THE RULES OF NON-ENGAGEMENT WITH RELATIVES: How to Prepare for Family Gatherings

Adapted by Dr. Rick Brinkman from the book: Dealing with Relatives, Brinkman & Kirschner.


Relatives have a unique relationship with you that is different for three reasons.

1. You did not choose them.  Yes, you choose your spouse, so he or she is not a relative. But what most people don't realize is the spouse comes along with bonus people! Feeling out of choice can easily lead to feeling like a victim.

2. Relatives are also hard to deal with because they tend to cross boundaries that no one else in your life would cross including a good friend.

3.  And relatives who are immediate family can be tough because they themselves are triggers to the past. Just as you can hear a song that suddenly takes you back in time, so it is that a family member can trigger old ways of relating or conflicts.

Therefore the first thing to remember when it comes to attending family events is you always have a choice:

1. Go and Suffer

2. Don’t Go (and possibly feel guilty)

3. Go with a different attitude

4. Go with a different attitude and behavior

I would suggest #4, a shift in attitude and behavior. Keep in mind your ability to make that shift will serve you in many more places than just this one event. Think of it like going to the gym and you are going to work out your communication and attitude muscles. 

To support you I suggest The Rules of Non-Engagement:  

1. Decide In Advance
Make a conscious choice about the kind of experience you’re going to have when you get there, before you arrive.

Liam says:

“I make a conscious choice to have a pleasant experience, no matter what. By reminding myself what I want from this experience, I have more control over my state of mind and the tone of any conversations we may have.”                

But it isn’t enough to make the choice not to have problems with a predictably argumentative relative.  You also want to make a conscious choice about what topics to steer clear of, and what you will do if those topics come up.

Carissa told us:

 “My mother-in-law has strong opinions about everything. If I responded to the troubling things she said, just for the sake of discussion, I was guaranteed an argument, and more likely an attack, which almost always led to a fight with my husband in the car on the way back home after visiting her! But I now realize that I have a say over what ultimately gets discussed, because I can avoid the problematic topics when they come up.  Now, on the way to her place, before I talk with her, I do a little talking with myself.  I tell myself exactly what I am willing to talk about and what I’m not willing to talk about no matter what, and I stick to it.”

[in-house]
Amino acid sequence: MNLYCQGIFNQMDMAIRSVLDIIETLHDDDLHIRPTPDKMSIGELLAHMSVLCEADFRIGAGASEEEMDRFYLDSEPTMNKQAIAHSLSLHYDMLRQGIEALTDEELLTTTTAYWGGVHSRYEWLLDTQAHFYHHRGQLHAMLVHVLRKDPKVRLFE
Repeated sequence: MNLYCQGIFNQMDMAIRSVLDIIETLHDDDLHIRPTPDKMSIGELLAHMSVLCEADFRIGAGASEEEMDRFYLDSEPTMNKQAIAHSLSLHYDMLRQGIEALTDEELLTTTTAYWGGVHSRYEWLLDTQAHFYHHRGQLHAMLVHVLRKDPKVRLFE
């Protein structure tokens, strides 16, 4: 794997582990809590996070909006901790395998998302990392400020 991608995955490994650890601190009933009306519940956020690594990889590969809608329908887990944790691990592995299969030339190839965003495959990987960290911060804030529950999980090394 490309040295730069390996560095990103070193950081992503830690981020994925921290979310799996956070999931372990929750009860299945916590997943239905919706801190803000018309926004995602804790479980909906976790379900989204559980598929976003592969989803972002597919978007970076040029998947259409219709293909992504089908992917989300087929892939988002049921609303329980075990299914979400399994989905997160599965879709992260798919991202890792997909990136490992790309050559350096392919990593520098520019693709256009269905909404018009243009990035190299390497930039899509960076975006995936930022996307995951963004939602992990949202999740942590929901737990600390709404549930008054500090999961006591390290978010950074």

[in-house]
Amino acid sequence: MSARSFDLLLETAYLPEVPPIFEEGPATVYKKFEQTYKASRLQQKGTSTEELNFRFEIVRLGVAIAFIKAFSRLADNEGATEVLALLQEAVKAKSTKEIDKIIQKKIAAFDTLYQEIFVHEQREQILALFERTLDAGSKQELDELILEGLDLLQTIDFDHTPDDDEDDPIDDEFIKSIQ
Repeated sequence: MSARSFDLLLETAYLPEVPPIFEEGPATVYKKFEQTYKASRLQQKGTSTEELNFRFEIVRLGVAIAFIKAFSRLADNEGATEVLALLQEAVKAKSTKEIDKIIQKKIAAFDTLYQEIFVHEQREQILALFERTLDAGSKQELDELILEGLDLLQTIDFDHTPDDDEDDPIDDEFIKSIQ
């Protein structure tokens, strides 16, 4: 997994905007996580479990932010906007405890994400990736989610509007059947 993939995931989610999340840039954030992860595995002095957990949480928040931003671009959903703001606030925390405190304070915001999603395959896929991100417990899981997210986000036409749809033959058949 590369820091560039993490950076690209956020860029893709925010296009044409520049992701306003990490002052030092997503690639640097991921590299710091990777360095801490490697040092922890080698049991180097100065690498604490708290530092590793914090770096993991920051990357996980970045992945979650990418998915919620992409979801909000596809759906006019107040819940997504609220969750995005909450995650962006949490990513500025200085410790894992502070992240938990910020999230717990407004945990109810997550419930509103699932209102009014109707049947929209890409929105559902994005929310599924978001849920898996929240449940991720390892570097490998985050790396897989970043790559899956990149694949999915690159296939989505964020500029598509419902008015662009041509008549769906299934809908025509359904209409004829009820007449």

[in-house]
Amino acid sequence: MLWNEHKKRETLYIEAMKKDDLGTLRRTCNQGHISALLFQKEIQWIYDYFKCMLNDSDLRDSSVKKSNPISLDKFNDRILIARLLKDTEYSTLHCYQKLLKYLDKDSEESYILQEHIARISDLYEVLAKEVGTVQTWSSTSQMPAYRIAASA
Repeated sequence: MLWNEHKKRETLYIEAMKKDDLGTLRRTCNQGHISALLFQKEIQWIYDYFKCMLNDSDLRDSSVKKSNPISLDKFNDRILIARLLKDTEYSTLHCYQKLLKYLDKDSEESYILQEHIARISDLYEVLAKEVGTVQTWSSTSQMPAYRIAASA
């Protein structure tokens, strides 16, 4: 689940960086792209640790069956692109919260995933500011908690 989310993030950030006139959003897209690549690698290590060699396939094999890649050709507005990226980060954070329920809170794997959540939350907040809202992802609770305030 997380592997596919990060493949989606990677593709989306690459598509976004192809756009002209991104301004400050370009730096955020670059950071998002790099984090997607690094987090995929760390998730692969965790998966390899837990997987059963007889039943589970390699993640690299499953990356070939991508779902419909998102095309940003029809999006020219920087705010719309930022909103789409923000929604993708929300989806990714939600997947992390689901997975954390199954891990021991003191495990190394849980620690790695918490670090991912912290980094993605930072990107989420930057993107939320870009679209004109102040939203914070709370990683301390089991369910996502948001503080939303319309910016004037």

2. Plan for Sore Subjects


"My husband’s former mother-in-law is a sore subject with my in-laws. Her name was Maggie.  Mention her name to either of them, and they spin off in anger.  To make matters worse my mother-in-law somehow, she finds a way to bring up Maggie’s name to me in every other conversation. We could be talking about food, travel, pets, children, whatever, and then for no obvious reason, she brings up the subject and starts reacting to it. Next thing I know, she’s telling the same story for the gazillionth  time about how inconsiderate she was, how mean she was, how absolutely awful she was.”

"I used to try and convince her that she should live and let live, but my efforts never worked.  Now when she starts talking angrily about Maggie, I just nod my head, wait till she’s done, and then change the subject to anything else!  I am purposely vague.  I just say ‘uh-huh.’  And if she asks me, ‘What do you think?, I know she isn’t really wanting my opinion, so I say ‘Well you know what's best for you.’  And the funny thing is when I do that she tells my husband, ‘I’m crazy about that girl.  She is so wise.’”

Joseane’s plan is simple.  She acts like she’s listening, and when she’s asked to take a position, she defers to the questioner for the answer.

This is also the way to deal with criticism from relatives. You can speak to their intent instead of getting caught up in the content of what they’re saying. If your relative says: “You should dress up more,” you can say, “Thank you for caring about my appearance.”

If your parent asks you, their adult child, whether you are brushing your teeth, you can reply, “Thanks for caring about my hygiene.”

By refusing to get caught up in the content of what they’ve said, you have time to breath, gather your wits, and create a cushion of non-engagement around yourself.

3.  Keep Your Perspective & Use Reminders

Garth told us: 

“Whenever we find ourselves obligated to attend some kind of family function, I’ve developed the habit of reminding myself that ‘all things will pass’.  I get a small red stick-on dot that I put on my watch to mark the time we’re leaving. It’s a perfect stealth reminder that helps me keep my perspective.”        

You should also partner with other family members who understand the difficulty of dealing with that special someone.  Develop a signal system, exit strategy, or other method of mutual support that can get you through the worst behavior without engaging with it.

By developing your options in advance, you support yourself and transform the stress of a family event into shared success.

I wish you good luck.


Dr. Rick